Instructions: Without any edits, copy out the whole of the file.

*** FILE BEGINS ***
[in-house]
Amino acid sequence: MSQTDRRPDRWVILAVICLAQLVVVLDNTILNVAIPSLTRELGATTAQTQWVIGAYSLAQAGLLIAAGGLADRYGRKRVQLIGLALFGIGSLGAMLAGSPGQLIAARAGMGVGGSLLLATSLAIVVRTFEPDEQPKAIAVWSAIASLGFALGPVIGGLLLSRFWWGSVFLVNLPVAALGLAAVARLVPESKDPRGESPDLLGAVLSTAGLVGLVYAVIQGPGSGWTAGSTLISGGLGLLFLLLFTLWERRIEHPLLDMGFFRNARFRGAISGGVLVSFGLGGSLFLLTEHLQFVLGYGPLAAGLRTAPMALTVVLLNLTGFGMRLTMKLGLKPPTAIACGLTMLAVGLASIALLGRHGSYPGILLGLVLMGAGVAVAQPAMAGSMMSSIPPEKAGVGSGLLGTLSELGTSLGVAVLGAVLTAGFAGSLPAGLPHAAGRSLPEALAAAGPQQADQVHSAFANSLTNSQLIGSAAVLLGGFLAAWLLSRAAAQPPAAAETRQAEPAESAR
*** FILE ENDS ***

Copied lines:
[in-house]
Amino acid sequence: MSQTDRRPDRWVILAVICLAQLVVVLDNTILNVAIPSLTRELGATTAQTQWVIGAYSLAQAGLLIAAGGLADRYGRKRVQLIGLALFGIGSLGAMLAGSPGQLIAARAGMGVGGSLLLATSLAIVVRTFEPDEQPKAIAVWSAIASLGFALGPVIGGLLLSRFWWGSVFLVNLPVAALGLAAVARLVPESKDPRGESPDLLGAVLSTAGLVGLVYAVIQGPGSGWTAGSTLISGGLGLLFLLLFTLWERRIEHPLLDMGFFRNARFRGAISGGVLVSFGLGGSLFLLTEHLQFVLGYGPLAAGLRTAPMALTVVLLNLTGFGMRLTMKLGLKPPTAIACGLTMLAVGLASIALLGRHGSYPGILLGLVLMGAGVAVAQPAMAGSMMSSIPPEKAGVGSGLLGTLSELGTSLGVAVLGAVLTAGFAGSLPAGLPHAAGRSLPEALAAAGPQQADQVHSAFANSLTNSQLIGSAAVLLGGFLAAWLLSRAAAQPPAAAETRQAEPAESAR